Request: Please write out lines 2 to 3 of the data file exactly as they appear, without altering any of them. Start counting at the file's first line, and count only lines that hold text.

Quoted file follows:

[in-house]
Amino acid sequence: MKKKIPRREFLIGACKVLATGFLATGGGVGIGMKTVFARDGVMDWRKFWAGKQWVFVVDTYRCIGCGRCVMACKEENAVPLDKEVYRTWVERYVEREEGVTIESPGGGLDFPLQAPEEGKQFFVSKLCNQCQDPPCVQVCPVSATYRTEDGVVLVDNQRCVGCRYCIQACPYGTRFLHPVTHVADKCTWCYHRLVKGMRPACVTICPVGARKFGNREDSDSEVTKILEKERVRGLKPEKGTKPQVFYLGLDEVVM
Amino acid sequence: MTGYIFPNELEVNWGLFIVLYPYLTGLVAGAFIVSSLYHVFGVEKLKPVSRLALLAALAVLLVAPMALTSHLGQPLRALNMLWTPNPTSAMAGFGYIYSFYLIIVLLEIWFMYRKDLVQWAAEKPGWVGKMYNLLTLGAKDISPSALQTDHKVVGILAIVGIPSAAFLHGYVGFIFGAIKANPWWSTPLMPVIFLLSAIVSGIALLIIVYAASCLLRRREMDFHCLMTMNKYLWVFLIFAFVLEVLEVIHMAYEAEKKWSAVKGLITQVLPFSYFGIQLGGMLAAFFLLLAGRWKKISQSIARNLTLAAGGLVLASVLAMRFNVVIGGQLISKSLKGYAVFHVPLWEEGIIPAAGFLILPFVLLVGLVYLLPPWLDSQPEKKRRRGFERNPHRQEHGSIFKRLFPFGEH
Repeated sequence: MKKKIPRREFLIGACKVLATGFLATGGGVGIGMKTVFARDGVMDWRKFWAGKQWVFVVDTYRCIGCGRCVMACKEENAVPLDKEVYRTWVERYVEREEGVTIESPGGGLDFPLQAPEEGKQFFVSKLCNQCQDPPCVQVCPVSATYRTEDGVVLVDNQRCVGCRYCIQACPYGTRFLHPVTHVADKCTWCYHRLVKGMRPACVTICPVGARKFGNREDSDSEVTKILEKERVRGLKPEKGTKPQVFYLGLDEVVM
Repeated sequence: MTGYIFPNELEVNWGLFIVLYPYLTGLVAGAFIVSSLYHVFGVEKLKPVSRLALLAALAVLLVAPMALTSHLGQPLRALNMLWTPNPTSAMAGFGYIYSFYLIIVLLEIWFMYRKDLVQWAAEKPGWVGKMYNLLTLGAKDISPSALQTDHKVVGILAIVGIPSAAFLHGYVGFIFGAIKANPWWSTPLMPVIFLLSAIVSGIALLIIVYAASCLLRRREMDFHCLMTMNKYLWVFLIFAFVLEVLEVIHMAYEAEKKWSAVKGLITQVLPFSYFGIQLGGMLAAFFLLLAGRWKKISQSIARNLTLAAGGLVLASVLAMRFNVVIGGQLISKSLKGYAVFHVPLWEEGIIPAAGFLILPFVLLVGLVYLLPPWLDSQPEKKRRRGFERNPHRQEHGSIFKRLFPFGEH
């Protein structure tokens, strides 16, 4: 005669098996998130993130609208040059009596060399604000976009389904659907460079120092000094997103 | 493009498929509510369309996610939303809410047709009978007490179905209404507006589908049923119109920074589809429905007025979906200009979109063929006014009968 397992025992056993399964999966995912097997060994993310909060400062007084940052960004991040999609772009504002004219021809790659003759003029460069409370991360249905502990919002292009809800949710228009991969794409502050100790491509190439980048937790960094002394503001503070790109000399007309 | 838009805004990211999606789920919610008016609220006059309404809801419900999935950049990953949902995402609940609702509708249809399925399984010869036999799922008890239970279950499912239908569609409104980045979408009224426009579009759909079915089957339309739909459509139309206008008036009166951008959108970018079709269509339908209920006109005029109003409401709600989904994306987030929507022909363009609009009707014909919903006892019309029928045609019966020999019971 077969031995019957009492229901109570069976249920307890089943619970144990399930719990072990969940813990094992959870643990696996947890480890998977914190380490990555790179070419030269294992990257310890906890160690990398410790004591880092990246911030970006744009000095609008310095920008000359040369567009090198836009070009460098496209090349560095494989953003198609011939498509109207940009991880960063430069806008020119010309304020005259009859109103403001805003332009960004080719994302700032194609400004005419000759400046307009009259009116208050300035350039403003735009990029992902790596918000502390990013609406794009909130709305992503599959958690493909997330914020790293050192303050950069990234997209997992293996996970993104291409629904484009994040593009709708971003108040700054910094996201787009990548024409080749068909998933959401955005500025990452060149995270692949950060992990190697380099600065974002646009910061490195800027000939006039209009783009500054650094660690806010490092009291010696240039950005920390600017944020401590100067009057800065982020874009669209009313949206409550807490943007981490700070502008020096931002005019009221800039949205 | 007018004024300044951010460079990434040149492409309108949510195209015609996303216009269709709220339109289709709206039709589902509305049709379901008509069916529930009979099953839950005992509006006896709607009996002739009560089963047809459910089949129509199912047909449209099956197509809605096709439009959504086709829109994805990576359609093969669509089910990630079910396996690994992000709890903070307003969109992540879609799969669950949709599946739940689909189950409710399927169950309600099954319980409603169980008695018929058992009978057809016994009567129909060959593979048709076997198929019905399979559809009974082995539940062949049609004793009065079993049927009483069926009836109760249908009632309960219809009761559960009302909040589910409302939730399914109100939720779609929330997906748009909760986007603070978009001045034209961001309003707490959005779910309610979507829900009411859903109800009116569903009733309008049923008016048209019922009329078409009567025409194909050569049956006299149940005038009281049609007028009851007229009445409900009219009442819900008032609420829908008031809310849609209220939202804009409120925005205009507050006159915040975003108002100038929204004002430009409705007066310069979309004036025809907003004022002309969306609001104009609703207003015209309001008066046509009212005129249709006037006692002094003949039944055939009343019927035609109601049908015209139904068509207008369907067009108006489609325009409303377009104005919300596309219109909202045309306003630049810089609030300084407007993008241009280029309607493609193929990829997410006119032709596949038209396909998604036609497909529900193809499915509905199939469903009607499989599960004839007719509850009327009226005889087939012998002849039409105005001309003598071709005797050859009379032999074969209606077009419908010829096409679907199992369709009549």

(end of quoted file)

Amino acid sequence: MKKKIPRREFLIGACKVLATGFLATGGGVGIGMKTVFARDGVMDWRKFWAGKQWVFVVDTYRCIGCGRCVMACKEENAVPLDKEVYRTWVERYVEREEGVTIESPGGGLDFPLQAPEEGKQFFVSKLCNQCQDPPCVQVCPVSATYRTEDGVVLVDNQRCVGCRYCIQACPYGTRFLHPVTHVADKCTWCYHRLVKGMRPACVTICPVGARKFGNREDSDSEVTKILEKERVRGLKPEKGTKPQVFYLGLDEVVM
Amino acid sequence: MTGYIFPNELEVNWGLFIVLYPYLTGLVAGAFIVSSLYHVFGVEKLKPVSRLALLAALAVLLVAPMALTSHLGQPLRALNMLWTPNPTSAMAGFGYIYSFYLIIVLLEIWFMYRKDLVQWAAEKPGWVGKMYNLLTLGAKDISPSALQTDHKVVGILAIVGIPSAAFLHGYVGFIFGAIKANPWWSTPLMPVIFLLSAIVSGIALLIIVYAASCLLRRREMDFHCLMTMNKYLWVFLIFAFVLEVLEVIHMAYEAEKKWSAVKGLITQVLPFSYFGIQLGGMLAAFFLLLAGRWKKISQSIARNLTLAAGGLVLASVLAMRFNVVIGGQLISKSLKGYAVFHVPLWEEGIIPAAGFLILPFVLLVGLVYLLPPWLDSQPEKKRRRGFERNPHRQEHGSIFKRLFPFGEH